Recently, Colorado Gov. Jared Polis moved to hold out $275 million for counties for COVID related relief. Department of Local Affairs (DOLA) then broke that out as a per capita share and Las Animas was awarded $1.244 million.
Before cities within the county could opt in to receive these relief funds, each county had to put in place a Memorandum of Understanding (MOU) with each incorporated city within it’s boundaries, Trinidad being one of them.
Following the passage of the MOU at the county level at the Commissioner’s last meeting, it was then brought before Trinidad City Council at a special meeting where City Manager Mike Valentine explained it was important to move quickly on this to be eligible to access the funds before the cutoff date.
“The reason we’re doing this so quickly and having a special meeting to consider this after is because the deadline is July 7 to opt in,” said Valentine. “Otherwise, you forfeit. So that being said, our share of the overall is $510,694.”
These funds would be able to be used for COVID related expenses that the city had incurred that it had not originally budgeted for such as bringing in extra personnel, purchasing cleaning supplies and disinfectants, or changing operations.
Valentine also explained that in order for the city to opt into the DOLA funds, each county has to have a memorandum of understanding or a cooperation agreement with the city to move forward.
The county modeled the MOU after other counties within the state that have already gone through the process Valentine explained. Fifty-five percent of the total funds would be allocated to the county and 45 percent split up for the municipalities within the county. The reasoning behind this was said to be because the county services all the residents of the cities.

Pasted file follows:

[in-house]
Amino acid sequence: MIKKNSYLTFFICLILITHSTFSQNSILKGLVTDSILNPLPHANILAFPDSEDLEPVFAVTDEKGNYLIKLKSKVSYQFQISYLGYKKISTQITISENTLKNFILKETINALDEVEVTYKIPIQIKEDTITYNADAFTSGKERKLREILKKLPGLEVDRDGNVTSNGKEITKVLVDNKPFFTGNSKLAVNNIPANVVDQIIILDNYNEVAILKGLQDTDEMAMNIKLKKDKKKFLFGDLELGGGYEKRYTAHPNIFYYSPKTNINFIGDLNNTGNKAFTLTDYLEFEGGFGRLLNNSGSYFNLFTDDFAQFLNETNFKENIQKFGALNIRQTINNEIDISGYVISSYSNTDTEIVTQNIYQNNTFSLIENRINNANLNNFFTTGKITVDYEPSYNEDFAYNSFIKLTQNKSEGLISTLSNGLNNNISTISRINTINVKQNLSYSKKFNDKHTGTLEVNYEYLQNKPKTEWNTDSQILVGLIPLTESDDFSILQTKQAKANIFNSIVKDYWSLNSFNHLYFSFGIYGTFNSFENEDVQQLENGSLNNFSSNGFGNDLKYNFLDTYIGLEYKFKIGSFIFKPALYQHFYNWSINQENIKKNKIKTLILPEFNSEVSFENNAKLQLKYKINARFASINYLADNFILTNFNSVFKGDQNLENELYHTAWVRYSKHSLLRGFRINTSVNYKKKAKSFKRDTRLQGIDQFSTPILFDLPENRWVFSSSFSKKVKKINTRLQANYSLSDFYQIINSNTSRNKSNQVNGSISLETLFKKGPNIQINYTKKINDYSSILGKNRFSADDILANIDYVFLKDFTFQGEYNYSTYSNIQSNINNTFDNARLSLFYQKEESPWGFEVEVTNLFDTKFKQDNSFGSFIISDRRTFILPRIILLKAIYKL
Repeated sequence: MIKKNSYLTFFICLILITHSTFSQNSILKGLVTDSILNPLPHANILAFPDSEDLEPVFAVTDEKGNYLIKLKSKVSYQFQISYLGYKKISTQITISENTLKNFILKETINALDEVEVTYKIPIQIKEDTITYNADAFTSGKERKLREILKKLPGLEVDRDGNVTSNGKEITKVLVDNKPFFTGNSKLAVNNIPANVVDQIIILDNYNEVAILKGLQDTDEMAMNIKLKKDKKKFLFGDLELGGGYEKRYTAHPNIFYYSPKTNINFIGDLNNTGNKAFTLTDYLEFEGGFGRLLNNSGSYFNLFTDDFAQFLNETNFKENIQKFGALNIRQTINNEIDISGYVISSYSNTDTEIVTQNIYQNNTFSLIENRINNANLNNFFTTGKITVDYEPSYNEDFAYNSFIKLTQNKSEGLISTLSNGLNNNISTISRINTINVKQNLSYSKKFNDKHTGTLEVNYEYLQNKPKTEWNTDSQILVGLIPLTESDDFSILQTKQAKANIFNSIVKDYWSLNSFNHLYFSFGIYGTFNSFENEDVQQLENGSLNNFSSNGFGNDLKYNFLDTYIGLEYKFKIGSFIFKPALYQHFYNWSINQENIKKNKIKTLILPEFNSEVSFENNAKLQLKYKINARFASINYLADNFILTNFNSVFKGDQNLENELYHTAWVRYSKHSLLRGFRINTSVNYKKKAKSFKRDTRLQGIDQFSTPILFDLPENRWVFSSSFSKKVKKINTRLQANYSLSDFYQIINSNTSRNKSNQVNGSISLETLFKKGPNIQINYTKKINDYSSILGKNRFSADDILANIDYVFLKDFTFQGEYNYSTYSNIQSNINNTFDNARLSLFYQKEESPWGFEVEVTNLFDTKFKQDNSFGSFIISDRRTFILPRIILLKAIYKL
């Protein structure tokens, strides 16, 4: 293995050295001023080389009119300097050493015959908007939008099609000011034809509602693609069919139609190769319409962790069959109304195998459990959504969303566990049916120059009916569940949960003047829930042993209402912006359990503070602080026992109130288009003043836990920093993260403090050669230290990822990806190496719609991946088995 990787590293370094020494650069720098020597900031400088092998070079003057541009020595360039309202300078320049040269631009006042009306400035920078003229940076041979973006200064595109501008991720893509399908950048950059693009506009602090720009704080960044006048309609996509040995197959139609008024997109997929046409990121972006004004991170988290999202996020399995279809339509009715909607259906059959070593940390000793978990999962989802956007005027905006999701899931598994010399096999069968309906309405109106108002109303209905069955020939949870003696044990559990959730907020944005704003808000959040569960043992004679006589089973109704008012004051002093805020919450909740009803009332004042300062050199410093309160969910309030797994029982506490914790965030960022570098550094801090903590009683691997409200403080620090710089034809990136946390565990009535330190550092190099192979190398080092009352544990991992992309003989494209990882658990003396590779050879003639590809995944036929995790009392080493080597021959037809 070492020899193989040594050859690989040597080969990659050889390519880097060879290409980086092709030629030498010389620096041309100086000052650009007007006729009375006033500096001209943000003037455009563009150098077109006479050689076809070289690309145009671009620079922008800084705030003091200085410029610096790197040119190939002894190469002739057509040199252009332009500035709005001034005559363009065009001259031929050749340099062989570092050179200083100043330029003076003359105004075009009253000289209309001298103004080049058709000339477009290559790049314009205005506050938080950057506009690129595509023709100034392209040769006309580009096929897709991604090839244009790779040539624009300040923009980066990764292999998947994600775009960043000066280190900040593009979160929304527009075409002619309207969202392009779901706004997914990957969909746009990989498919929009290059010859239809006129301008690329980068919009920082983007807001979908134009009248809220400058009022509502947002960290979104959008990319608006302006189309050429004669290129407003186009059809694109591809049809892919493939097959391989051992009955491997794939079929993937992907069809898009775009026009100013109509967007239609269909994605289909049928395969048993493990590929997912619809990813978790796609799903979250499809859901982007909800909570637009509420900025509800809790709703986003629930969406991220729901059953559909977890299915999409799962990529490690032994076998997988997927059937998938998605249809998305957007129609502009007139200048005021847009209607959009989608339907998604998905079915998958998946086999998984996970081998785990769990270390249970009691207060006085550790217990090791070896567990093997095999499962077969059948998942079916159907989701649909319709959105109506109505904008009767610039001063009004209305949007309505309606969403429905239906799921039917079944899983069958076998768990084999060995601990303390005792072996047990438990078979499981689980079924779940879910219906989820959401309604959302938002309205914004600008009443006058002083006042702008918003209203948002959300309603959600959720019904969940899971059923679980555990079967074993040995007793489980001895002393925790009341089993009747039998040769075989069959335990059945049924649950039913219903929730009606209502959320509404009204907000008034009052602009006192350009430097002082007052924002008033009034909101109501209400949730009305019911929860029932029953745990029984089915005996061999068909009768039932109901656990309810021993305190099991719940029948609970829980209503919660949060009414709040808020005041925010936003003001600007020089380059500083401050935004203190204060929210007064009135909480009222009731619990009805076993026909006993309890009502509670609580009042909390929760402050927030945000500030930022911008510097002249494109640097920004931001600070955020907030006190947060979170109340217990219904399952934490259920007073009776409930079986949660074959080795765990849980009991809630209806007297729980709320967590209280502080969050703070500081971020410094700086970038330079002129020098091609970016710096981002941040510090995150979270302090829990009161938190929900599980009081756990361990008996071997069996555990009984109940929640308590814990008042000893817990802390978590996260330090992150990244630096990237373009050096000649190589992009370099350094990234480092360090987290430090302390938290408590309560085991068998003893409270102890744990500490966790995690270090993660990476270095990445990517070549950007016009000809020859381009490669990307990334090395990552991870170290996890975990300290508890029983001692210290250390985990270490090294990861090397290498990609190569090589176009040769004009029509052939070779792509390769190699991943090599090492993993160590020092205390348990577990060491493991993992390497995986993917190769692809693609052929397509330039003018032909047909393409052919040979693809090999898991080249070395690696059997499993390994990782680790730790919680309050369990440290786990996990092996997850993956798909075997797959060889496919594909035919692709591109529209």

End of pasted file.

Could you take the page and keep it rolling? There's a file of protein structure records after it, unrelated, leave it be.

“A lot of the services they provide, they provide for the entire county,” said Valentine.
Once the discussion was open to the rest of council, Councilmember Ogletree said she’d like to have a better sense of what the county was planning to do with the other $685,000.
“I get that they are the ones who are covering all the bases but I’m just curious what justification they’re going to put out there for that,” said Ogletree. “As far as I know, they don’t have a financial incentive program that they’re doing for businesses in the county. And I don’t know what county businesses have been closed down due to COVID.”
Valentine said their guidance lists several possibilities from food distribution to public safety. He also said that for both cities as well as the county, any funds that aren’t used would go back into a reserve pool for everybody to continue submitting to. The window of opportunity to use these funds runs from March until December 31.
Additionally, the money could be used to address economic support provided to those suffering from employment loss or business interruptions.
“What we did to help out the community may be reimbursable,” said Valentine. “Should that be the case, it’s up to council how we use those funds but one of the things that’s been kicked around is turn around and help people even more, or take it and put it back where it was taken from for projects and such.”
Valentine later added that the guidelines for eligibility actually stated that if the expense was incurred to providing economic support for those suffering from employment or business center interruptions related to business closures that it was eligible for reimbursement.
Council members are expected to look more at the MOU and make a formal approval at their next regular council meeting on Tuesday, June 30.